“A good way forward:” Irmo High School parent assesses week one of the school’s special academy
IRMO, S.C. (WIS) -It’s been one week since Irmo High School debuted the NEST, its special academy to address students with the greatest behavioral needs.
The academy comes after a string of controversies at the school, including fights and allegations of sexual assault that culminated in a walkout on February 4.
When Lexington-Richland School District 5 Superintendent Dr. Akil Ross introduced the academy, he likened it to a school within a school.
“I don’t believe in bad kids,” he said. “And so this is not a way of identifying bad kids. I believe there are kids with unmet needs. And when you meet the needs of any child, they will succeed. This is intentionality in terms of meeting the needs of kids who have social issues.”
Students can self-select for the NEST, or may be recommended if they show a significant deficit in the areas of attendance, behavior or academics.
While Lexington-Richland 5 also has an alternative school called the Academy for Success, where students are referred due to disciplinary consequences, the NEST is unique to Irmo High.
In a statement, the district said, “[The NEST] is a model that is being used to help students who may need extra transition time after returning from The Academy For Success before they acclimate back to traditional learning.”
Lakeitha Brown, the parent of an Irmo High sophomore, said the NEST is “a good way forward” for Irmo High. While it may not be work out for every participating student, she believes most of them will see positive outcomes.
Brown thinks the NEST is already yielding positive results.
“I’m glad that they took action right now instead of just kicking the can down the road,” she said. “My student hasn’t mentioned any of the issues that they were having weeks prior too so it sounds like it’s going in the right direction.”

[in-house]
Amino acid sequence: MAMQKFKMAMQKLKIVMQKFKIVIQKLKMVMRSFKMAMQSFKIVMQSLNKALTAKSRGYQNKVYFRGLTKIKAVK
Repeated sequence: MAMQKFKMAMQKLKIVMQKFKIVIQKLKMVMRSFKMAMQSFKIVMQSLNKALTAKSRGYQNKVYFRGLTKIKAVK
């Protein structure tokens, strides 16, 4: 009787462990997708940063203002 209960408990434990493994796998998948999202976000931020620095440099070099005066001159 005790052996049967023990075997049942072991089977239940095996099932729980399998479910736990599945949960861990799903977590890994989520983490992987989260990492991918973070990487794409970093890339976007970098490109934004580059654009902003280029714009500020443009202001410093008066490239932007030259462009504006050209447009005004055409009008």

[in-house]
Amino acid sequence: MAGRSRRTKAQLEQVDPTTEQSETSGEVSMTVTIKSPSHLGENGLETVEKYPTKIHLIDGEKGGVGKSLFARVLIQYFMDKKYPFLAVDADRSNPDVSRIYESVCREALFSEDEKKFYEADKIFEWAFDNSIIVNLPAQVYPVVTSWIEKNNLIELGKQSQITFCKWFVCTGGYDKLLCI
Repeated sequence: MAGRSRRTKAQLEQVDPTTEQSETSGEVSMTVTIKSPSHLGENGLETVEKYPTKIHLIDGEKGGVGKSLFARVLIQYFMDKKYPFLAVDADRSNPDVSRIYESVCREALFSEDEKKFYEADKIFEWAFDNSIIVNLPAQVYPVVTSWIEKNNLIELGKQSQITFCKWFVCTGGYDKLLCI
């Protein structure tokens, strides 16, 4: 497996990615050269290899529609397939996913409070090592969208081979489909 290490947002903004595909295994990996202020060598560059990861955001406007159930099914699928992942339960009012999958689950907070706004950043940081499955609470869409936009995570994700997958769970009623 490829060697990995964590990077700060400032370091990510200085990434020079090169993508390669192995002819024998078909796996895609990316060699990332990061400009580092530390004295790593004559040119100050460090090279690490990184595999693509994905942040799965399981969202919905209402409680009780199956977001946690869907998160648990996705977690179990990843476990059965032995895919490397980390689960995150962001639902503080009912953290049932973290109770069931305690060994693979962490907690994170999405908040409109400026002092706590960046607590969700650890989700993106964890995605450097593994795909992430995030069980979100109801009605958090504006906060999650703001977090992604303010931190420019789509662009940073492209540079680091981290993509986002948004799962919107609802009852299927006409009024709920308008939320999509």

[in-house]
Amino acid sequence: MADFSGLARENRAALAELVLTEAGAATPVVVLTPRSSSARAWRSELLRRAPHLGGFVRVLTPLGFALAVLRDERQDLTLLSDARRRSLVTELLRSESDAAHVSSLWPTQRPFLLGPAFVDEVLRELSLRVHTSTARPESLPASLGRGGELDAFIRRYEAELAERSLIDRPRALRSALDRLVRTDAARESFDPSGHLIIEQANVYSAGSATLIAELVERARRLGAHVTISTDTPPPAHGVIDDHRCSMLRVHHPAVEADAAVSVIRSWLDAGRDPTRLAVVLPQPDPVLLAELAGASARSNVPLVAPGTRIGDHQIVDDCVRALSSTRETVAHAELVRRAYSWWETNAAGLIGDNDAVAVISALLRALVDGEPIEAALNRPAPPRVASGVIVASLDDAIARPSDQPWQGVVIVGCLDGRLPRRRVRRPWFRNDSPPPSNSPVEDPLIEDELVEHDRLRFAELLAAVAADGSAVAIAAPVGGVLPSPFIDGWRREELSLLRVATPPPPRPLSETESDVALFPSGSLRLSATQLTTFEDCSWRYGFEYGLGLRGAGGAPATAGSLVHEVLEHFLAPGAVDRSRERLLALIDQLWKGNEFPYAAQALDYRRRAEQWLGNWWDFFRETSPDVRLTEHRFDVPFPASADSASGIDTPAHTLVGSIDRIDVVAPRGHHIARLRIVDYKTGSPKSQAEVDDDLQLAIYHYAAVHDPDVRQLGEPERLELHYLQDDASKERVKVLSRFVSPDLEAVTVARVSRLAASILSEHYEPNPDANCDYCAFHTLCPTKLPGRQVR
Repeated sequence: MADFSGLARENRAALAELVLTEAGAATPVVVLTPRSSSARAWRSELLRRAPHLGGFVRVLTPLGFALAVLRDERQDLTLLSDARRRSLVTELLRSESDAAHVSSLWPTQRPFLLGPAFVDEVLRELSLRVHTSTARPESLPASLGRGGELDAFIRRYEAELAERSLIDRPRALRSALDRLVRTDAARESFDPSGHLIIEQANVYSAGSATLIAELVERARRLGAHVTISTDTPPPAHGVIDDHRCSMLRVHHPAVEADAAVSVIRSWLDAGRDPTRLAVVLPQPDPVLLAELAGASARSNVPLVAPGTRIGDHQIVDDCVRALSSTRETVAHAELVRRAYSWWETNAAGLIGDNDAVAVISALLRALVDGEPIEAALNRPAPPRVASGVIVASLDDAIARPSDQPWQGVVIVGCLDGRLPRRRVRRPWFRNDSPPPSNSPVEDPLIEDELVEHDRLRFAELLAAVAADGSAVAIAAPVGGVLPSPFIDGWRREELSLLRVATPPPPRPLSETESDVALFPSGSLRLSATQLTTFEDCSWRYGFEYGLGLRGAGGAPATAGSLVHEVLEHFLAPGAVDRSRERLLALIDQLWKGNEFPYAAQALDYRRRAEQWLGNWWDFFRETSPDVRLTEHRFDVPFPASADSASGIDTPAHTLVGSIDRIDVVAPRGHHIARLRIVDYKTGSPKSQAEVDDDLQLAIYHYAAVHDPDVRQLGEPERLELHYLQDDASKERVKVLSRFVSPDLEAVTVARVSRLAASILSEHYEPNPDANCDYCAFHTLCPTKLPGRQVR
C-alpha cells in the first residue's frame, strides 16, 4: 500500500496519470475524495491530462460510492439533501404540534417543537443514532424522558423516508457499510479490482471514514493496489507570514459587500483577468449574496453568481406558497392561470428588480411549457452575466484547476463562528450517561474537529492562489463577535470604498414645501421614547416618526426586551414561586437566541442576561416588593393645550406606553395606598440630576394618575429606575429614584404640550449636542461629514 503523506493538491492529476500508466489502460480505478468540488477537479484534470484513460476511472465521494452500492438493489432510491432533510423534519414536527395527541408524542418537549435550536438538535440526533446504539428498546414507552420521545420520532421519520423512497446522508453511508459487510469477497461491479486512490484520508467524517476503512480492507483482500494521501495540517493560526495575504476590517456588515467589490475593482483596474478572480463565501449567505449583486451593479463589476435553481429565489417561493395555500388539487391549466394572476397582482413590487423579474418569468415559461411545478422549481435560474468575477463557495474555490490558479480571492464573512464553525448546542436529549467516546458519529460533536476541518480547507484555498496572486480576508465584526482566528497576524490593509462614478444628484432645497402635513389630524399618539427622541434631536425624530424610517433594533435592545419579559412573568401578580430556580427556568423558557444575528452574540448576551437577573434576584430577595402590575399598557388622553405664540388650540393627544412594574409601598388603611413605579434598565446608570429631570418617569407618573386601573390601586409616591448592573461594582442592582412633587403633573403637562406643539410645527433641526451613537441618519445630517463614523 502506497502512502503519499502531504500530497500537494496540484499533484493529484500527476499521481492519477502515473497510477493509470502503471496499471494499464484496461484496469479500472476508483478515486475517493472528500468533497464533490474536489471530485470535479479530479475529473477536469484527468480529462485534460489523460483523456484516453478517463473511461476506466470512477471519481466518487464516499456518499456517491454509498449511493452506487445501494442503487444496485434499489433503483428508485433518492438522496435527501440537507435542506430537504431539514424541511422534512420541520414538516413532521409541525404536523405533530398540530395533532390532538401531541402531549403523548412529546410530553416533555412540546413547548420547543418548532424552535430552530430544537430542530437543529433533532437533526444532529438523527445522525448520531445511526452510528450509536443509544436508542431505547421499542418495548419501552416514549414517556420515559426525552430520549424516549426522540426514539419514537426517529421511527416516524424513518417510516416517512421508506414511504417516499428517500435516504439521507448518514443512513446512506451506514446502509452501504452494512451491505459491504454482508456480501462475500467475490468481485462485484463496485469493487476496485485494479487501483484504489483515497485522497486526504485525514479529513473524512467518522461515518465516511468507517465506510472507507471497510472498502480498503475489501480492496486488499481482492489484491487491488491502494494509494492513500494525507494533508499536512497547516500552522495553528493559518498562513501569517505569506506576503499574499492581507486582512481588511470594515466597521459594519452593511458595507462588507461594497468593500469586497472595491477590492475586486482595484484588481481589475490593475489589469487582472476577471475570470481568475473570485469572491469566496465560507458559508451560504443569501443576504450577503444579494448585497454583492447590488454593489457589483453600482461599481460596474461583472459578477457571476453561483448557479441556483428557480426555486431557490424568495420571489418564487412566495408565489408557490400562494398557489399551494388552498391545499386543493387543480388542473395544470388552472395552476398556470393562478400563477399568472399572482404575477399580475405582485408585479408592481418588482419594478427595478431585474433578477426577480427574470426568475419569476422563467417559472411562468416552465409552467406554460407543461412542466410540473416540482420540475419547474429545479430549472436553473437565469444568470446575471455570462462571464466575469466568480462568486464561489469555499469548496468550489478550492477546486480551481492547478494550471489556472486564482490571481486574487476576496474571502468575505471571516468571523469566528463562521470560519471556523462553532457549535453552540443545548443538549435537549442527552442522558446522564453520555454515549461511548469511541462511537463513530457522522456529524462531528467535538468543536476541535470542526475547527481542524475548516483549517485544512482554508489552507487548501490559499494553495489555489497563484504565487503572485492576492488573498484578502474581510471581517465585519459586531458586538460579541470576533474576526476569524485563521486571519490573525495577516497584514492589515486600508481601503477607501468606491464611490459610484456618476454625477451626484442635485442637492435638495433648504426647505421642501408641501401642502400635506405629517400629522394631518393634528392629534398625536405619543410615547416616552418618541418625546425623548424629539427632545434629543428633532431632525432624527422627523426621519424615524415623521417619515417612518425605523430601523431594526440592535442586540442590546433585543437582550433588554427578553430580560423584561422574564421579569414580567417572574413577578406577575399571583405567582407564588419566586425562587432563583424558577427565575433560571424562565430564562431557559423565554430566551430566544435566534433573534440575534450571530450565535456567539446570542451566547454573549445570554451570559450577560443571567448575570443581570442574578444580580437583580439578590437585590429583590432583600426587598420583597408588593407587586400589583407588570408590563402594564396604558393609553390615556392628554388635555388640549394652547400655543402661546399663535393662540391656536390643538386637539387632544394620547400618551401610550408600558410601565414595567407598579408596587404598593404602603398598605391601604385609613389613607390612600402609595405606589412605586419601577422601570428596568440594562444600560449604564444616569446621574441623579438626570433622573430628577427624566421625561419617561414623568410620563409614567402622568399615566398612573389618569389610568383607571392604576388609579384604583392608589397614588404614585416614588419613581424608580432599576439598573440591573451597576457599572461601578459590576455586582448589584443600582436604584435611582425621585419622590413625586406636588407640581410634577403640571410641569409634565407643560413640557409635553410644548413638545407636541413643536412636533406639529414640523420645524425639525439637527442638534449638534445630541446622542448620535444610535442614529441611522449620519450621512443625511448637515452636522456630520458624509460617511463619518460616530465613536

Brown feels that the district did the best they could to start this new academy given the resources that they have, but said parents also have a responsibility to bring ideas to the table.
She is urging more parents to get involved. Brown listened to Dr. Ross speak during the district’s board meeting on February 7 and town hall on February 8 but said she was surprised by how few parents voiced their safety concerns during these events.
“Parents and just the community itself needs to rally behind the leaders and then when they have better ideas, then they voice those ideas and hopefully that will allow the leadership to say ‘You know what, maybe we’ll implement that or we’ll implement this in what they already have,” Brown said. “But until they get that information from the community, they can only work with what they have.”
District officials announced earlier this week that Irmo High’s principal Dr. Robin Hardy will be on medical leave “for the next several weeks.” In the meantime, assistant principal Dr. Kaaren Hampton is overseeing the implementation of the special academy.
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